Can Laws Protect Us?
There are many ‘Privacy Laws’ to protect our privacy. Are these enough? Privacy laws are built after privacy violations and after some of these online companies have made a lot of money abusing your private and sensitive personal information. The more they know about you, the more money they can make. Regulating human greed of making money through laws is a race where laws are always found to be the one catching-up. Ultimately businesses serve and make money. If they are ever penalized for violations, it is only a monetary penalty, which in the business world is termed as “Cost of doing business”. For e.g.: BP paid $4.5B in federal fines for dumping 205 million gallons of oil into the Gulf of Mexico for the biggest environmental disaster in the history of America. The Federal Trade Commission formally announced its $5 billion settlement with Facebook on Wednesday morning, which is the culmination of a years-long investigation into the Cambridge Analytica scandal and other privacy breaches. Google was fined $1.4M in Italy for street view capturing car violations. While this is a step in the right direction, these do not solve the underlying issue that individuals like us face every day due to privacy violations.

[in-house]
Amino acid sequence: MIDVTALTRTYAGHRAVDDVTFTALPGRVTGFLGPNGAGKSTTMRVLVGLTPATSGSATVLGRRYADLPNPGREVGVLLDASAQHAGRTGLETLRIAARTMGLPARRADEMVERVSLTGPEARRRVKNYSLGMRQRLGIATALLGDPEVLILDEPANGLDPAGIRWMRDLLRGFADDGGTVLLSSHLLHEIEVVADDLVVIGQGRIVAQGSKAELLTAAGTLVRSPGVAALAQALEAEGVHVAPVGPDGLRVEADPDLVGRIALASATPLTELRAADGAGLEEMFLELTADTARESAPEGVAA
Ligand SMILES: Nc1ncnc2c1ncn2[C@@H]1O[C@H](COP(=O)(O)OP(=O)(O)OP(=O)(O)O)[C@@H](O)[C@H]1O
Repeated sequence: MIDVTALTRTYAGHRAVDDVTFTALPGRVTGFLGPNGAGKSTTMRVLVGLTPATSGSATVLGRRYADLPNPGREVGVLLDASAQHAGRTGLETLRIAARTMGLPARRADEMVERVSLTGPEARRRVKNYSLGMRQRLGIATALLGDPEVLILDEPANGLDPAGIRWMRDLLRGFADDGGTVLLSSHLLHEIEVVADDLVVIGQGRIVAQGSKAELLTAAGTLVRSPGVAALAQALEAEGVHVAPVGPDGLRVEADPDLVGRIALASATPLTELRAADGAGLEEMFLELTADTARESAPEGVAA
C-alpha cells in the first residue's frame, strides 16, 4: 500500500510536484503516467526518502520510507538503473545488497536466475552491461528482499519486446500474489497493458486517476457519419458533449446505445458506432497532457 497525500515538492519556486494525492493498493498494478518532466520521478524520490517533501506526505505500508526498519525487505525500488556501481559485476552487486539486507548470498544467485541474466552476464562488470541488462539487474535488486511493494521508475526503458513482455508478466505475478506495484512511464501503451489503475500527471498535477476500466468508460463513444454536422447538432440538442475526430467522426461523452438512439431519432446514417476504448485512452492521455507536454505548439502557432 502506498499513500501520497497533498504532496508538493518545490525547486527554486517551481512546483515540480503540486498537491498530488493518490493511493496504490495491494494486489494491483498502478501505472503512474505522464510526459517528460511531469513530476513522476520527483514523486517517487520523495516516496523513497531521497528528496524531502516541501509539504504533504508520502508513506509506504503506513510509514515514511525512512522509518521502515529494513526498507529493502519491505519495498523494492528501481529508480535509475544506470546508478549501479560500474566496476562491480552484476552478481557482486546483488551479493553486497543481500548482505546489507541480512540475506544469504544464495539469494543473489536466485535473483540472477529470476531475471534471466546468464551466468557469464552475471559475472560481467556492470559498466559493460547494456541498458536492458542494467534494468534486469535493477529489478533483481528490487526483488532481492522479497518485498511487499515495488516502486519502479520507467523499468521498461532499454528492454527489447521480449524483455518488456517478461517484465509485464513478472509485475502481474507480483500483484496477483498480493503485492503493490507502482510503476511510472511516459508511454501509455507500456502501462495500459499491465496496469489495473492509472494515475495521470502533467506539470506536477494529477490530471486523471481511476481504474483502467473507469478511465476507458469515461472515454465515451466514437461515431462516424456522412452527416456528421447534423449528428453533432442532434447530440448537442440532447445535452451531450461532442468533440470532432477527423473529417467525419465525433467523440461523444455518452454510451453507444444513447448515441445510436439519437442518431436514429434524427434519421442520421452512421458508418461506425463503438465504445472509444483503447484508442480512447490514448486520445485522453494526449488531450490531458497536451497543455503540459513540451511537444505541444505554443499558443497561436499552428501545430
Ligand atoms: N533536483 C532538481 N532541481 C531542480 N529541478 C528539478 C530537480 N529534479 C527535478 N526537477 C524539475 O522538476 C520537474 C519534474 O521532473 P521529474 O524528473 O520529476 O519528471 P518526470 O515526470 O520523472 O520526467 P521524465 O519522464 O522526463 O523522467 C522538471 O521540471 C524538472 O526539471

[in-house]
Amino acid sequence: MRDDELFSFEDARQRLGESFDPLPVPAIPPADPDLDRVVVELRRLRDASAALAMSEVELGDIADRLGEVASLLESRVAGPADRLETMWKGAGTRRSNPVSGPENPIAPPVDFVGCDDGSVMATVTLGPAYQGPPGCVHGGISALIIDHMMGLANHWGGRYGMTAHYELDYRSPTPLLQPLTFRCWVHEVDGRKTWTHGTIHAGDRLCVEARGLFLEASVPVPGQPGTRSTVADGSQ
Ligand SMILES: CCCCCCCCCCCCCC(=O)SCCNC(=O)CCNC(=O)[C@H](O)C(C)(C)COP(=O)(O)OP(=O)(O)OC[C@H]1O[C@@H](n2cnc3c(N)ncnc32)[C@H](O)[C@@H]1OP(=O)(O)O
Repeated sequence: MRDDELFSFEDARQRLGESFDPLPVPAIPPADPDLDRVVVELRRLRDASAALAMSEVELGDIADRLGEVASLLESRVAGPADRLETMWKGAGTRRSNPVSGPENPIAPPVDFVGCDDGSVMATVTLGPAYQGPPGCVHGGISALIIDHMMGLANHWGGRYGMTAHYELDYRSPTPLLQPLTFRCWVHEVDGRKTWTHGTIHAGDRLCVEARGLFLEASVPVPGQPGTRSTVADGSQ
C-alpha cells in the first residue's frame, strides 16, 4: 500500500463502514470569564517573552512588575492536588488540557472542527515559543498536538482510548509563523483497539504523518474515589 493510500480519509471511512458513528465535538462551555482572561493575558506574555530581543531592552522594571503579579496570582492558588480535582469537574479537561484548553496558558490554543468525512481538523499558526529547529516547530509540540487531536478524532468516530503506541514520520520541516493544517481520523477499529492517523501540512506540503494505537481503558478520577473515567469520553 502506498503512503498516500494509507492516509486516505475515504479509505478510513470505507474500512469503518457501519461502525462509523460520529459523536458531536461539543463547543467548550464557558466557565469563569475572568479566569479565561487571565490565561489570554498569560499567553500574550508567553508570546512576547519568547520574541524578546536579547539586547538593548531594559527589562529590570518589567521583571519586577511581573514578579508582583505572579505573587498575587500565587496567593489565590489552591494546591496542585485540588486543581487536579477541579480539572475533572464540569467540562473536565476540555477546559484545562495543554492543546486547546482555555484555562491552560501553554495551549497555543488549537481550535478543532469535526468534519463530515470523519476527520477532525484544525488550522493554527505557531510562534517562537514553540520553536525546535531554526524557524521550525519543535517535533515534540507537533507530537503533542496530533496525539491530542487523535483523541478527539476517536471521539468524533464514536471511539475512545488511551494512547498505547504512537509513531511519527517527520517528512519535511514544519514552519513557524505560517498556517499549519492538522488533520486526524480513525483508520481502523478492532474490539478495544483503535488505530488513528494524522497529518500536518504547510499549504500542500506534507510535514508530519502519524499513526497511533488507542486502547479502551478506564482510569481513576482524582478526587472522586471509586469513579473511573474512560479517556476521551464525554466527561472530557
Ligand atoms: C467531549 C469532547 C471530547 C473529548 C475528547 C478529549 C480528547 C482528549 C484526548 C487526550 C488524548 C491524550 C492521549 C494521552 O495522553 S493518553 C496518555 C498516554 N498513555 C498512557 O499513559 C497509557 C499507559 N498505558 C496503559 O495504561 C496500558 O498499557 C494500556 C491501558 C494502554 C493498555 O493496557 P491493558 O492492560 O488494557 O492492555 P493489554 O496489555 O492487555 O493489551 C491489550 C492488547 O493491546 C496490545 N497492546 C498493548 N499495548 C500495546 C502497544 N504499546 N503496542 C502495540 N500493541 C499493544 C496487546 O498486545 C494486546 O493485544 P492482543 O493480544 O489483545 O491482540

In my opinion, many of the data protection Laws and Bills are a step in the right direction and is a much required legal framework to govern privacy. Unfortunately, these laws are so broad in its definitions that nothing has changed for these data gathering and mining companies except that they are now rather ‘cautious’ in their data abuse.
What are my Legal Right to Privacy?
The Right to privacy refers to the concept that one’s personal information is protected from public scrutiny. U.S. Justice Louis Brandeis called it “the right to be left alone.” While not explicitly stated in the U.S. Constitution, some amendments provide some protections.